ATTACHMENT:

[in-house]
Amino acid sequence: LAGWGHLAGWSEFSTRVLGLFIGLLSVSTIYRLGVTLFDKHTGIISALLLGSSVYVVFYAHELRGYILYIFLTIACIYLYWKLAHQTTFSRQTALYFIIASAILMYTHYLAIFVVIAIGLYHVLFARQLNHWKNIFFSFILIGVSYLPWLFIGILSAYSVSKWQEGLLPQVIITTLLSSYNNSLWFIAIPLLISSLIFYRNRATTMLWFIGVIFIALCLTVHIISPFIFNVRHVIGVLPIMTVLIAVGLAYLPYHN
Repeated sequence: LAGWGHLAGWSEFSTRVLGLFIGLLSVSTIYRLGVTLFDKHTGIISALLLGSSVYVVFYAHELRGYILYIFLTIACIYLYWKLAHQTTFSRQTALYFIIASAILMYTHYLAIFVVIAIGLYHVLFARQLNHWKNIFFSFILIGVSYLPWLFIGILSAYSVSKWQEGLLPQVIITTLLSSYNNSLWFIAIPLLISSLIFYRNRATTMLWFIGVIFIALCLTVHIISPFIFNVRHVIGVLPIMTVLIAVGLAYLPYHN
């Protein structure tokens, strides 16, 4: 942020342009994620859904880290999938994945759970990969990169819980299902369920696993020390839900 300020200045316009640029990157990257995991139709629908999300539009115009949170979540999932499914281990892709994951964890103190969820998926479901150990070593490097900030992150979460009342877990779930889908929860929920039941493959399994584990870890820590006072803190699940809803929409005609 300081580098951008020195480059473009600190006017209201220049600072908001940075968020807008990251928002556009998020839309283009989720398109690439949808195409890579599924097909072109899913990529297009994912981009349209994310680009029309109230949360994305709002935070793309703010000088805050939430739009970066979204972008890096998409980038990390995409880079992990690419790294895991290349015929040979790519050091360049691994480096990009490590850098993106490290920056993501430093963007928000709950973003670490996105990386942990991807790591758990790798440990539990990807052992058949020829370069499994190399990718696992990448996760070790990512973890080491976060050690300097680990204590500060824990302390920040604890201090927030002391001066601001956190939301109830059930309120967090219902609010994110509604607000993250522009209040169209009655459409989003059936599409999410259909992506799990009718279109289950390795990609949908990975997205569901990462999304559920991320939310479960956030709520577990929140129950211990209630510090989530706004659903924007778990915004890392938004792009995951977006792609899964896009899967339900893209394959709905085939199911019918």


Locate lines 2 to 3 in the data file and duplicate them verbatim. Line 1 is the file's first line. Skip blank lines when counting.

Amino acid sequence: LAGWGHLAGWSEFSTRVLGLFIGLLSVSTIYRLGVTLFDKHTGIISALLLGSSVYVVFYAHELRGYILYIFLTIACIYLYWKLAHQTTFSRQTALYFIIASAILMYTHYLAIFVVIAIGLYHVLFARQLNHWKNIFFSFILIGVSYLPWLFIGILSAYSVSKWQEGLLPQVIITTLLSSYNNSLWFIAIPLLISSLIFYRNRATTMLWFIGVIFIALCLTVHIISPFIFNVRHVIGVLPIMTVLIAVGLAYLPYHN
Repeated sequence: LAGWGHLAGWSEFSTRVLGLFIGLLSVSTIYRLGVTLFDKHTGIISALLLGSSVYVVFYAHELRGYILYIFLTIACIYLYWKLAHQTTFSRQTALYFIIASAILMYTHYLAIFVVIAIGLYHVLFARQLNHWKNIFFSFILIGVSYLPWLFIGILSAYSVSKWQEGLLPQVIITTLLSSYNNSLWFIAIPLLISSLIFYRNRATTMLWFIGVIFIALCLTVHIISPFIFNVRHVIGVLPIMTVLIAVGLAYLPYHN